Navigation Links
Scientists discover molecule that does double duty in stopping asthma attacks

BOSTON, MAScientists from Brigham and Women's Hospital are on the brink of the next treatment advancement that may spell relief for the nearly nineteen million adults and seven million children in the United States suffering from asthma. The scientists discovered two new drug targets in the inflammatory response pathway responsible for asthma attacks.

The study will be published on February 27, 2013 in Science Translational Medicine.

Researchers studied the lungs and blood of 22 people with mild and severe asthma. They saw that immune cells called natural killer cells and type 2 innate lymphoid cells played significant roles in airway inflammation in study participants with severe asthma.

Natural killer cells decreased airway inflammation by encouraging programmed cell death in immune cells called eosinophils, whereas type 2 innate lymphoid cells promoted airway inflammation by secreting cell-signaling molecules called interleukin-13.

Both mechanisms were controlled by a molecule called lipoxin A4 which is responsible for resolving inflammation. To achieve this, lipoxin A4 acted in both pro-resolving and anti-inflammatory ways. The researchers saw that lipoxin A4 encouraged natural killer cells to decrease inflammation by facilitating eosinophil cell death. Lipoxin A4 also discouraged type 2 innate lymphoid cells from promoting inflammation by blocking interleukin-13 secretion.

"Stopping airway inflammation is similar to putting out a forest fire," said Bruce Levy, MD, Pulmonary and Critical Care Medicine Division, BWH Department of Internal Medicine, senior study author. "Firefighters tackle forest fires in two waysdousing the fire with water and clearing away dry brush that could fuel the fire. Lipoxin A4 does just that to resolve inflammation. It is an airway inflammation fighter that performs the double duty of dampening pathways that ignite inflammation while at the same time clearing away cells that fuel inflammation."

In previous studies, Levy and his team discovered that lipoxin A4 production was defective in patients with severe asthma. Together with their new findings, this observation provides researchers and drug manufacturers with a new direction toward boosting lipoxin A4 in severe asthmatics when designing next-generation asthma therapies.

"Most patients with severe asthma have chronic airway inflammation that never fully resolves. This can lead to daily and often disabling symptoms despite available therapies. Our study provides new information on cellular targets that regulate inflammation and will enable the development of lipoxin-based therapeutics to decrease chronic inflammation in asthma and other diseases." said Levy.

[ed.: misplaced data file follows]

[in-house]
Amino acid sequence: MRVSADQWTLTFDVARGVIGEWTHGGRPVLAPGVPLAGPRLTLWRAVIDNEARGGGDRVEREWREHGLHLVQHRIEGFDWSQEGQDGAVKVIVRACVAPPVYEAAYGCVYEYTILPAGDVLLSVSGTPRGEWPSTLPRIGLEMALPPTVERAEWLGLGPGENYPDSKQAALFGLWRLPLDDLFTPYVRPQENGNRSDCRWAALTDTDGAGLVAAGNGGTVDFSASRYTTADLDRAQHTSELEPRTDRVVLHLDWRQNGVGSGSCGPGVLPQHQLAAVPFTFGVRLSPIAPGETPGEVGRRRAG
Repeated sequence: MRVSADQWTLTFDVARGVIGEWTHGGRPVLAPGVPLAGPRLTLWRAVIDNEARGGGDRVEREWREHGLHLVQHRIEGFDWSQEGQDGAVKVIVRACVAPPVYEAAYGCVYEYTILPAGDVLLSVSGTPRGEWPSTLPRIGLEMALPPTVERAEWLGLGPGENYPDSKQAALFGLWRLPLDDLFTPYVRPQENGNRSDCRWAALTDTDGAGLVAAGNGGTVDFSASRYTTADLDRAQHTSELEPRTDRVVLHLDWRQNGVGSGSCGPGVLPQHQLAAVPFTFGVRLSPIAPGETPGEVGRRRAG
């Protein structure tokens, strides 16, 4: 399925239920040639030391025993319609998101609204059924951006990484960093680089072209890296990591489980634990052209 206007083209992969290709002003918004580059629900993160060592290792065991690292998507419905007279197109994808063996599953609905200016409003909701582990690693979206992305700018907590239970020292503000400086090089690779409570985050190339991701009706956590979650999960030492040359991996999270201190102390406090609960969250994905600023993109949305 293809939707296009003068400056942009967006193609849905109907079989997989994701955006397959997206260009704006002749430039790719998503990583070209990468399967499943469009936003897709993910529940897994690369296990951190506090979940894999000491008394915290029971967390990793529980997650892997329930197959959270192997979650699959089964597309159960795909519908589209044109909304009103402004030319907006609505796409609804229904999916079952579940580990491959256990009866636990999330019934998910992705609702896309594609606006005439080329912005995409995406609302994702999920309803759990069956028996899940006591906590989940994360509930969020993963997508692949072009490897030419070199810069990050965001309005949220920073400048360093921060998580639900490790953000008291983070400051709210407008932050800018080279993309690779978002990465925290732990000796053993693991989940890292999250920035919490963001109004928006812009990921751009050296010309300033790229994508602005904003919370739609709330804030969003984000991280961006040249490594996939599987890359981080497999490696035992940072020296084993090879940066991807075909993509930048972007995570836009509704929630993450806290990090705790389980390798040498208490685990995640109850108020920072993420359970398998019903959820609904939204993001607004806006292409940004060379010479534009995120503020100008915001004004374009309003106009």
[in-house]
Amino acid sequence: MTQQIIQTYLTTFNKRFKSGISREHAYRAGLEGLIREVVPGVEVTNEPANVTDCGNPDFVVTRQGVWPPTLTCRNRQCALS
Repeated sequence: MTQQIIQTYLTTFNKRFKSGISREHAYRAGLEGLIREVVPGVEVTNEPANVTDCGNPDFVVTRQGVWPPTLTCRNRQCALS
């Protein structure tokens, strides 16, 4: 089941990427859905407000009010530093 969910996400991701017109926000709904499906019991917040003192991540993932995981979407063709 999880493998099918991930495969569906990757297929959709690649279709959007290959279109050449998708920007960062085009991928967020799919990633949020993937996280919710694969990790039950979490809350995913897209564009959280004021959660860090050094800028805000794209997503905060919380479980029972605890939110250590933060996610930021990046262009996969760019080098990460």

Contact: Marjorie Montemayor-Quellenberg
Brigham and Women's Hospital

Related biology technology :

1. Scientists Warn of Long Term Consequences of Budget Sequestration: BioInformatics LLC Report
2. UC Santa Barbara scientists develop a whole new way of harvesting energy from the sun
3. The Elsevier Foundation, TWAS, and OWSD Honor Early Career Women Scientists in Developing Countries at the Annual AAAS Meeting
4. BioInformatics LLC New Market Report – Best Practices Guide for Advertising to Life Scientists
5. Science of Hiring: Demand for Scientists Grows 15%
6. Scientists Describe Breakthrough Technology for Brain Self-Optimization in Newly Published Paper
7. Salk scientists use Amazon Cloud to view molecular machinery in remarkable detail
8. ASU scientists unravel the mysteries of spider silk
9. Citizen Scientists Successfully Fund Groundbreaking Startup to Sequence their Microbiomes
10. Scientists design, control movements of molecular motor
11. Flexing fingers for micro-robotics: Berkeley Lab scientists create a powerful, microscale actuator
Post Your Comments:
(Date:11/26/2015)... , England , November 26, 2015 ... Lightpoint Medical, an innovative medical device company specializing in imaging ... grant from the European Commission as part of the Horizon ... the company to carry out a large-scale clinical trial in ... -->      (Logo: , --> ...
(Date:11/25/2015)... , November 25, 2015 2 ... première fois les différences entre les souches bactériennes ... celles des êtres humains . Ces recherches ... et envisager la prise en charge efficace de ... diagnostiqués chez les chats .    --> ...
(Date:11/25/2015)... 25, 2015  Neurocrine Biosciences, Inc. (Nasdaq: NBIX ... and CEO of Neurocrine Biosciences, will be presenting at ... New York . .   ... approximately 5 minutes prior to the presentation to download ... presentation will be available on the website approximately one ...
(Date:11/25/2015)... , Nov. 25, 2015 Orexigen® Therapeutics, Inc. ... participate in a fireside chat discussion at the Piper ... York . The discussion is scheduled for Wednesday, ... .  A replay will be available for ... Stilwell  , Julie NormartVP, Corporate Communications and Business ...
Breaking Biology Technology:
(Date:11/10/2015)... 10, 2015 About signature ... helps to identify and verify the identity of ... as the secure and accurate method of authentication ... particular individual because each individual,s signature is highly ... when dynamic signature of an individual is compared ...
(Date:11/4/2015)... New York , November 4, 2015 ... to a new market report published by Transparency Market ... Share, Growth, Trends and Forecast 2015 - 2022", the global ... of US$ 30.3 bn by 2022. The market is ... the forecast period from 2015 to 2022. Rising security ...
(Date:10/29/2015)... 29, 2015  The J. Craig Venter Institute (JCVI) ... Synthesis and Biosecurity: Lessons Learned and Options for the ... and Human Services guidance for synthetic biology providers has ... --> --> Synthetic biology ... potential to pose unique biosecurity threats. It now is ...
Breaking Biology News(10 mins):